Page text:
The best and simplest answer for anyone contemplating a hamster as either a first pet or first hamster is to start with the most common or popular breed. Mesocricetus auratus is the scientific name for the Syrian hamster and the one you're most likely to find at your pet store. They are readily available, affordable and comprise the majority of pet hamsters.
Much of the information available on hamster care refers to this species. However if you're more adventuresome, there are four other hamster species to consider. Within these five species are different coat colors, patterns and types (i.e., short-haired and satin coated).
From species to species, hamster size and behavior can vary substantially. They have different socialization needs, and their care requirements as well as activity levels and aggression patterns can vary. Not all are appropriate for children, so consider your options before you head for the pet store.
Ask yourself the following questions:
Your answers to these questions will be purely subjective. Unfortunately, how you answer may not necessarily help you at the pet store, since many kinds of hamsters are still rare. Phone ahead and ask pet stores what they carry or seek the name of breeders of the more unusual varieties. Some of the possibilities are listed below:Syrian Hamsters
The Mesocricetus auratus is by far the most common and popular breed - and for good reason. They live up to 3 years, are naturally healthy, easy to care for, independent and amusing. Their size (4 to 6 inches long) makes them easily held by an adult and large enough for the more awkward lifting and holding by children. For a responsible child they make an ideal first pet. This species is also called Golden, Teddy Bear, European "Black Bear," Standard and Fancy.Dwarf Russian Hamsters
Phodopus campbelli Phodopus sungoris are dwarf hamsters known as Dwarf Campbell Russian (or Djungarian) and Dwarf Winter Russian (or Siberian). As you might guess, they are nearly half the size of Syrian or Goldens (3 to 4 inches) with a usual lifespan of up to 3 years. Unlike their Mesocricetus auratus cousins, who must be housed separately, dwarf varieties may be kept in pairs or groups as long as they are introduced young and are the same age and size. They are most social with one another and make good pets but unlike the Syrian variety, because of their small size, they are more difficult for small children to handle. Also, they can be less tolerant of clumsy handling which may lead to nipping. The diminutive size of these species makes them apt to escape the confines of standard hamster cages. Djungarian and Siberian breeds are safer housed in glass or plastic escape-proof habitats with a solid bottom.Dwarf Chinese Hamsters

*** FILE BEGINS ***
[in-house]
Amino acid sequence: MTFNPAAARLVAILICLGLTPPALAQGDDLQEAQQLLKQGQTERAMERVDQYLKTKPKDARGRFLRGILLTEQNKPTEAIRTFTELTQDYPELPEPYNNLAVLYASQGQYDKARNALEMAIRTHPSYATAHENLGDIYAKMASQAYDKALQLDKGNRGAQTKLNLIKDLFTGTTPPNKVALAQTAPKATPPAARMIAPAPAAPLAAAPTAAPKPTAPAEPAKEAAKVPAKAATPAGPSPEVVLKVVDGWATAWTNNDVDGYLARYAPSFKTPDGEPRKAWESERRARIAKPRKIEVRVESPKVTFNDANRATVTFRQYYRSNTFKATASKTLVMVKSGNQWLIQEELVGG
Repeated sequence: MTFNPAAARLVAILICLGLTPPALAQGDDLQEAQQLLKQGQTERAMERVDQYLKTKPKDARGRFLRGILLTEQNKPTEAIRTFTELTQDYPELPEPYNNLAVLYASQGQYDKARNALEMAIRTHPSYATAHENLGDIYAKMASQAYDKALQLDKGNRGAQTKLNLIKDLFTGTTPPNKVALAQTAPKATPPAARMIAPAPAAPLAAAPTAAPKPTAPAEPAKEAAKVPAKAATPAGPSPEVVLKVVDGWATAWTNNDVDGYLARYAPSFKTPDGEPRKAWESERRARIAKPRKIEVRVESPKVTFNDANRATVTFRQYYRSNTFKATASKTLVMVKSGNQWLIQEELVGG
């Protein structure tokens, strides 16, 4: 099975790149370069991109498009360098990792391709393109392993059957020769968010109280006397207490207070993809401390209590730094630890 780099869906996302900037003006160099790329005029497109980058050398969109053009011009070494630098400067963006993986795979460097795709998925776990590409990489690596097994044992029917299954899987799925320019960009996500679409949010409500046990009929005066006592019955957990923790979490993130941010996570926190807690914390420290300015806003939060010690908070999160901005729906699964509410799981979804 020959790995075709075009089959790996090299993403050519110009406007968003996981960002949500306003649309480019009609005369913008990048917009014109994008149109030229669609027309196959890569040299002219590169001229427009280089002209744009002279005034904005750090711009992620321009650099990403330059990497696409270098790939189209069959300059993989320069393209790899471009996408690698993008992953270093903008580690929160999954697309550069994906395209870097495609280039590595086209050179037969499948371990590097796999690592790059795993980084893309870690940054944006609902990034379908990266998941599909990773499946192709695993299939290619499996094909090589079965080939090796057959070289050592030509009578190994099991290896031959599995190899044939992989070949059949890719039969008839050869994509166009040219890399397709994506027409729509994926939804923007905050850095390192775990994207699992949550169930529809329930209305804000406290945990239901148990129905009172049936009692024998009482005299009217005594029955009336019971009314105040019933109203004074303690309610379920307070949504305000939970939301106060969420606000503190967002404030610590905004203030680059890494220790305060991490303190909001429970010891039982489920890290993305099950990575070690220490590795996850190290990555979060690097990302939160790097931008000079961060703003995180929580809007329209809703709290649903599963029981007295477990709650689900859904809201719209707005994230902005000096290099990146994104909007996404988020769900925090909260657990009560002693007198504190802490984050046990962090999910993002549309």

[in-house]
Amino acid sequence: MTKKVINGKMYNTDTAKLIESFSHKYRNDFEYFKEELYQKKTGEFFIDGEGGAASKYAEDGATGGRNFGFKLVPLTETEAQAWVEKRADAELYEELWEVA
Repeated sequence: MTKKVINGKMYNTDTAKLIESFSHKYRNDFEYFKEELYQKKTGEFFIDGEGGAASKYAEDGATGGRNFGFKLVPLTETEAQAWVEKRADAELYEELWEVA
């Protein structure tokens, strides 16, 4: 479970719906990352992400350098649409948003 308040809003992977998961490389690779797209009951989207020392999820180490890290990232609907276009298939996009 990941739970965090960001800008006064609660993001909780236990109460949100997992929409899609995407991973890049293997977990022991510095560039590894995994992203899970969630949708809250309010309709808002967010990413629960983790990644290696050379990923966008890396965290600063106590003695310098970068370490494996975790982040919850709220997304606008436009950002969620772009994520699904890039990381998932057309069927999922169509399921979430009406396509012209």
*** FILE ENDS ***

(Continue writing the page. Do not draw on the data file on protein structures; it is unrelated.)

Cricetus griseus or Chinese and Phodopus roborovski or Roborovski round out the five most common species. Both are mouse-sized with a life span of 2-3 years. Chinese hamsters are social and may also live with each other as long as they are roughly the same age, size and sex. They may fight however and if it becomes necessary to separate groups, re-introducing them successfully is often impossible. Roborovski hamsters are rare, primarily available through specialist breeders. These, too, are from China. Although they have pleasant temperaments and rarely nip, they are extremely lively, fast and not easy to handle. Chinese hamsters can be quite active for short periods of time during the day. Both Roborovski and Chinese hamsters may be an ideal pet for someone who wants simply to observe behavior rather than handle and tame his hamsters. Both should also be housed in mouse habitats or glass aquariums.
Once you have decided on the type of hamster that meets your needs, don't hesitate to ask pet store employees what types are available - particularly if your don't see the kind you are interested in. Make sure you get the right one for you and your family. Although it goes by many names, the choice will most often be the Syrian hamster. Sometimes it's the most common animal that makes the most uncommon pet!